Total Trip Miles: 1875 (3017 kilometers)
It seems as though I have been in Michigan forever! Truth of the matter is that I crossed into Michigan 11 days ago. Having biked through the Upper Peninsula, I don't think it's possible to have travelled a longer route across the state.
The people of Michigan have been nothing but wonderful. I've been absolutely touched by the encouragement I've received - people hollering and clapping from their yards and cars pulling over to wish me the best.
Oh, and I love how so many Michiganites have asked if I just graduated from college. Why, yes I did! Thirteen years ago!
But...I'm ready for some different license plates. Bring it on, Canada! Beginning today, I will ride through Ontario, hugging the north side of Lake Erie.
Bonnie rode all 26 miles with me to Marine City this morning. I was really fortunate to have her as a host. As an avid cyclists and having grown up in Marine City, she knows a lot about the area. She guided me along the most scenic route from Port Huron to Marine City, providing interesting historical and other tidbits along the way.
|The beautiful Blue Water Bridges in Port Huron.|
When we arrived in Marine City, Bonnie and I parted ways. Too bad Bonnie couldn't join me for the rest of the trip. She would have made a great traveling buddy!
|Saying goodbye to Bonnie.|
I stocked up on groceries, made some final calls (I'm turning off my phone while in Canada), and then biked the final mile or so to the Marine City/Sombra ferry crossing. I paid a whopping $1 to have me and Shirley transported across the St. Claire River, and then we passed through customs into Canada.
|The unassuming Marine City Ferry Terminal.|
This is the third time Shirley and I have ridden together in Canada. The first time was two years ago when we rode the Selkirk Loop. The second time was last year when we rode around Vancouver Island with my mom. And now we're entering Canada for the third time, as we bike across the continent. How exciting!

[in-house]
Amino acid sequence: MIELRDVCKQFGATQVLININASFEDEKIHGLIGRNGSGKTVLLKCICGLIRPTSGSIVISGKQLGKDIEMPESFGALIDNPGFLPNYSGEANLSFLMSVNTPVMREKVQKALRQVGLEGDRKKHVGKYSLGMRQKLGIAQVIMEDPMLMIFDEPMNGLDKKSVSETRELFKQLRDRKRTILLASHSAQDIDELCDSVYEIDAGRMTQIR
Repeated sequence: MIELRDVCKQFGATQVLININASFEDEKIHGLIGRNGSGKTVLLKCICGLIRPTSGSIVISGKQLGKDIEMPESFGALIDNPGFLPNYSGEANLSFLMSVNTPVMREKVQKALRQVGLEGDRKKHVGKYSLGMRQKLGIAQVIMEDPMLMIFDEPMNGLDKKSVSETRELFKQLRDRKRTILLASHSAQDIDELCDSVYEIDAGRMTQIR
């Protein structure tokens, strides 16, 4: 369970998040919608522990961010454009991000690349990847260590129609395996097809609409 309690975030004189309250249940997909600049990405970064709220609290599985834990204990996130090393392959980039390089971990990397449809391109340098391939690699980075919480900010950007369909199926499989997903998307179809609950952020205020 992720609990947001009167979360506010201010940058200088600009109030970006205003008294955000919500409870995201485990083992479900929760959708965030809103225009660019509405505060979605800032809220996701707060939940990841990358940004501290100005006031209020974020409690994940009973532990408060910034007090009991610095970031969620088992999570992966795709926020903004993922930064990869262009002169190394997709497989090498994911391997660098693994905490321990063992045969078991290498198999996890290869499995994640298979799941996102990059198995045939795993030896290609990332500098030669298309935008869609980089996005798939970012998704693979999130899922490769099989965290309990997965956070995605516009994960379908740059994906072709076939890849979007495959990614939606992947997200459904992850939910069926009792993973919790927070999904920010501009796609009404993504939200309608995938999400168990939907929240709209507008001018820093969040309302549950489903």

I was expecting today's ride to be about 75 miles in length. I took a short detour to see Uncle Tom's Cabin in Dresden, Ontario, and a few other side trips made today's ride ten miles longer than expected.
Tonight I am staying with a Warm Showers host, Bob, in Morpeth. Bob suggested an alternative route to his home. I'm really glad Bob's route went along Lake Erie, because I was instantly refreshed when I saw the water a few miles short of reaching Bob's home. With the lake at my side, I could have biked many more miles.
|Seeing Lake Erie for the first time.|
Bob splits his time between his home in Ontario and his home in Florida. He has travelled all over. I enjoyed hearing his stories about his recent travels to Eastern Europe and his trip to Peru.
Bob told me about the Nazca lines in the southern deserts of Peru. Have you ever heard of these lines?
The Nazca lines consist of hundreds of ancient geoglyphs carved into the stone in the ground. They are huge designs; distinguishable when seen from the air. They resemble animals and geometric shapes. One hypothesis is that the geoglyphs were carved by the ancient people to be seen by their gods. Another theory, provided by a Swiss historian, asserts that the lines were ancient runways used by extraterrestrial spacecrafts; the aliens thought that the Peruvian natives were their gods.
Bob and I enjoyed conversation over a three-course meal: a delicious salad, a veggie lasagna, and a dangerously delicious homemade strawberry cake!
|Bob and his Strawberry Cake.|
Over dinner, Bob asked if I noticed anything different when I crossed into Canada. I noticed two things: 1) the expression of distances in kilometers and 2) that warm, fuzzy feeling knowing that I was in Canada, a place where people just "get it."
Bob said that most people notice more gardens and less billboards. I may have noticed that as well had I been traveling in a car on urban roads, instead of on a bicycle in the country.
I'm really enjoying the Warm Showers experience. The thing I love most is hearing everyone's stories from their travels and adventures around the world.
The one thing I dislike about Warm Showers is hearing everyone's stories from their travels and adventures around the world; visiting with Bonnie, for example, has me wanting to join the Peace Corps, and visiting with Bob has me itching to visit Peru.
Warm Showers = Dangerous Inspiration.
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